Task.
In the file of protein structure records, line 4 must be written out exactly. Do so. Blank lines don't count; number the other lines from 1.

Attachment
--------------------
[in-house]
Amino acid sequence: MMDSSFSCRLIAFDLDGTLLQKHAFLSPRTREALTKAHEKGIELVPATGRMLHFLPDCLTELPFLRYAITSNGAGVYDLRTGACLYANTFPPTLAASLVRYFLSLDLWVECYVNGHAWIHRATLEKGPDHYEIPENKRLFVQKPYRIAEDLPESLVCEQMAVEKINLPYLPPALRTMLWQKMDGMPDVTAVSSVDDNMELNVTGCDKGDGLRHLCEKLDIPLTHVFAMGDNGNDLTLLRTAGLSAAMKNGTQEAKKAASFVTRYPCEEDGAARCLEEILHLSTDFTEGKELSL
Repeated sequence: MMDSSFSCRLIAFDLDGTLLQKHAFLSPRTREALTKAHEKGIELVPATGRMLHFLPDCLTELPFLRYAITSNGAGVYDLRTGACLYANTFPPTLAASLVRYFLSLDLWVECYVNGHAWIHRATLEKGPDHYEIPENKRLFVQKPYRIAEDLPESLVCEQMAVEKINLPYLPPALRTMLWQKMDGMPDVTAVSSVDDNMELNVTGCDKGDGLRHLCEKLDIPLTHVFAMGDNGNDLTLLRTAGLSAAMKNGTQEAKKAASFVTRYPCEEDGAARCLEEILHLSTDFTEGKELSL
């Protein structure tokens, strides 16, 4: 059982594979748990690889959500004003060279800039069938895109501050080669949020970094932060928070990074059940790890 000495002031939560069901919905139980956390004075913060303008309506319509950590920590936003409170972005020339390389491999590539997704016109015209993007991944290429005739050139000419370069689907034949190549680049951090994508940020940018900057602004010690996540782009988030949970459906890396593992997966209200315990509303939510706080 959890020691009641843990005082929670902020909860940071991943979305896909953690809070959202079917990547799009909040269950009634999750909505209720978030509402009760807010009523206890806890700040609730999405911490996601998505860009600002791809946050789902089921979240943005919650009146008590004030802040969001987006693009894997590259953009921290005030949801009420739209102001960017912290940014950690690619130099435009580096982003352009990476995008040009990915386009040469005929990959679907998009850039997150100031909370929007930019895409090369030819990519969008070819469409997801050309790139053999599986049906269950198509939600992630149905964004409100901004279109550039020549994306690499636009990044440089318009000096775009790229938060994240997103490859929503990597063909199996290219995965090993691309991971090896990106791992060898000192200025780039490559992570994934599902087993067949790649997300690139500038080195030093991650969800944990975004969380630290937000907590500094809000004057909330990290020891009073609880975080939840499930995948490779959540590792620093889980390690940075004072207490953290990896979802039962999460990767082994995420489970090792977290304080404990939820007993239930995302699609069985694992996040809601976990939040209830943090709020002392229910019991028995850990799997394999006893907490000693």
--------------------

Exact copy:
């Protein structure tokens, strides 16, 4: 059982594979748990690889959500004003060279800039069938895109501050080669949020970094932060928070990074059940790890 000495002031939560069901919905139980956390004075913060303008309506319509950590920590936003409170972005020339390389491999590539997704016109015209993007991944290429005739050139000419370069689907034949190549680049951090994508940020940018900057602004010690996540782009988030949970459906890396593992997966209200315990509303939510706080 959890020691009641843990005082929670902020909860940071991943979305896909953690809070959202079917990547799009909040269950009634999750909505209720978030509402009760807010009523206890806890700040609730999405911490996601998505860009600002791809946050789902089921979240943005919650009146008590004030802040969001987006693009894997590259953009921290005030949801009420739209102001960017912290940014950690690619130099435009580096982003352009990476995008040009990915386009040469005929990959679907998009850039997150100031909370929007930019895409090369030819990519969008070819469409997801050309790139053999599986049906269950198509939600992630149905964004409100901004279109550039020549994306690499636009990044440089318009000096775009790229938060994240997103490859929503990597063909199996290219995965090993691309991971090896990106791992060898000192200025780039490559992570994934599902087993067949790649997300690139500038080195030093991650969800944990975004969380630290937000907590500094809000004057909330990290020891009073609880975080939840499930995948490779959540590792620093889980390690940075004072207490953290990896979802039962999460990767082994995420489970090792977290304080404990939820007993239930995302699609069985694992996040809601976990939040209830943090709020002392229910019991028995850990799997394999006893907490000693």